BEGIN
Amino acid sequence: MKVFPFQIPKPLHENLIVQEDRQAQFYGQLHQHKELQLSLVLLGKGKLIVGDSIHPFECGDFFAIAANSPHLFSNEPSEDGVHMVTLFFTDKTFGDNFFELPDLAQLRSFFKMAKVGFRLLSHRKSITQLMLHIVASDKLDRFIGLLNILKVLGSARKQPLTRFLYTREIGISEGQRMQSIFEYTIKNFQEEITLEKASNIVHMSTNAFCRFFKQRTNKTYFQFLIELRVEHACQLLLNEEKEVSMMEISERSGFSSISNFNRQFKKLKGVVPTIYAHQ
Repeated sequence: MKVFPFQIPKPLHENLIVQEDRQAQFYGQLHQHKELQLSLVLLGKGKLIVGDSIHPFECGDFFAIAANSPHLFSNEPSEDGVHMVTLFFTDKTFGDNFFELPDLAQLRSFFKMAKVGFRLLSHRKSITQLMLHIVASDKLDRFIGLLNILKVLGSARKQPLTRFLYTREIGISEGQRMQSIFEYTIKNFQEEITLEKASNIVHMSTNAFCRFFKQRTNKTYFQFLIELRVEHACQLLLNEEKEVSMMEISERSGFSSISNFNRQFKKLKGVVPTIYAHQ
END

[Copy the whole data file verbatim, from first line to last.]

Amino acid sequence: MKVFPFQIPKPLHENLIVQEDRQAQFYGQLHQHKELQLSLVLLGKGKLIVGDSIHPFECGDFFAIAANSPHLFSNEPSEDGVHMVTLFFTDKTFGDNFFELPDLAQLRSFFKMAKVGFRLLSHRKSITQLMLHIVASDKLDRFIGLLNILKVLGSARKQPLTRFLYTREIGISEGQRMQSIFEYTIKNFQEEITLEKASNIVHMSTNAFCRFFKQRTNKTYFQFLIELRVEHACQLLLNEEKEVSMMEISERSGFSSISNFNRQFKKLKGVVPTIYAHQ
Repeated sequence: MKVFPFQIPKPLHENLIVQEDRQAQFYGQLHQHKELQLSLVLLGKGKLIVGDSIHPFECGDFFAIAANSPHLFSNEPSEDGVHMVTLFFTDKTFGDNFFELPDLAQLRSFFKMAKVGFRLLSHRKSITQLMLHIVASDKLDRFIGLLNILKVLGSARKQPLTRFLYTREIGISEGQRMQSIFEYTIKNFQEEITLEKASNIVHMSTNAFCRFFKQRTNKTYFQFLIELRVEHACQLLLNEEKEVSMMEISERSGFSSISNFNRQFKKLKGVVPTIYAHQ